Weak 'masado' soil in disaster

Weak 'masado' soil in disaster
A local resident stands on rubble at a site where a landslide swept through a residential area at Asaminami ward in Hiroshima, western Japan, August 21, 2014.

HIROSHIMA, Japan - Difficulties in accurately predicting where heavy localized downpours will strike and a type of soil that becomes fragile when wet appear to be the main factors behind Wednesday's deadly mudslides in Hiroshima, according to experts.

The disaster, which left about 40 people dead and several others missing, apparently involved a sudden surface failure on several hills after hours of torrential rain. The soil in mountainous areas of Hiroshima Prefecture has a fragile composition, and there are about 32,000 locations at risk of landslides-the most of any prefecture in the nation.

All the same, Kansai University Prof. Yoshiaki Kawata, an expert on weather-related disasters, believes such a tragedy could happen almost anywhere in Japan.

"In recent years, the weather has become more unseasonable across the whole nation. It wouldn't be strange for such intense rain to fall anywhere in Japan," Kawata said.

According to the Land, Infrastructure, Transport and Tourism Ministry, from 700 to 1,400 landslides are reported in Japan annually. A total of 497 such incidents had been reported so far this year as of Aug. 7.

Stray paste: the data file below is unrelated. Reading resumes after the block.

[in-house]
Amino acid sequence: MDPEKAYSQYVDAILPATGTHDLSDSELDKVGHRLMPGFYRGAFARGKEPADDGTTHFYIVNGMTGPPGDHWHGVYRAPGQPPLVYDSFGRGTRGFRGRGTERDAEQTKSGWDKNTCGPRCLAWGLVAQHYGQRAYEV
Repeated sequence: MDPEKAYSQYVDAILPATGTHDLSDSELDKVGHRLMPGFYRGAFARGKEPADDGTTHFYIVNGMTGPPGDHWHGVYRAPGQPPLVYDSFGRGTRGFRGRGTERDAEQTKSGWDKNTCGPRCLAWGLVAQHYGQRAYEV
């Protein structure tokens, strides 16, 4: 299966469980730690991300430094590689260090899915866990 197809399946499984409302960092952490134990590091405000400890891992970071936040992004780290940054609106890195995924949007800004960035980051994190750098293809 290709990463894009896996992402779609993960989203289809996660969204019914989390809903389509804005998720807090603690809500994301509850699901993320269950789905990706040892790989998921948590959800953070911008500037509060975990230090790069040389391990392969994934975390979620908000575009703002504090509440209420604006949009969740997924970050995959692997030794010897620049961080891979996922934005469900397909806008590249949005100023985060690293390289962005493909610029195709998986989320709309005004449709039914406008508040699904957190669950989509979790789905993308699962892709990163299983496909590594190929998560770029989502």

Potential danger in many areas

Japan's topography is a major reason why the nation is prone to landslides. Being a mountainous country, the surface of many regions is covered by volcanic ash or "masado," a type of fine soil made from weathered granite that easily breaks apart when it absorbs water.

Hirotaka Ochiai, director of the Research Planning and Coordination Department at the Forestry and Forest Products Research Institute and an expert on forestry engineering, said last month's mudslide that killed or injured four people in Nagiso, Nagano Prefecture, occurred in an area with extensive amounts of weathered granite soil.

The collapse of a layer of volcanic ash during heavy rain was the cause of a massive debris flow that left 39 people dead or missing on Izu-Oshima island just south of Tokyo in October 2013.

Prefectural governments can designate about 520,000 locations across Japan that are deemed to be at risk of landslides or mudslides as "caution zones" or "special caution zones," and restrict the development of residential areas in these zones.

However, this process has only been completed for about 350,000 locations, or 70 per cent of the total. Most of Wednesday's landslides in Hiroshima happened in areas that fell outside these designated locations.

"Surveying the land takes time," an official of the Land, Infrastructure, Transport and Tourism Ministry said.

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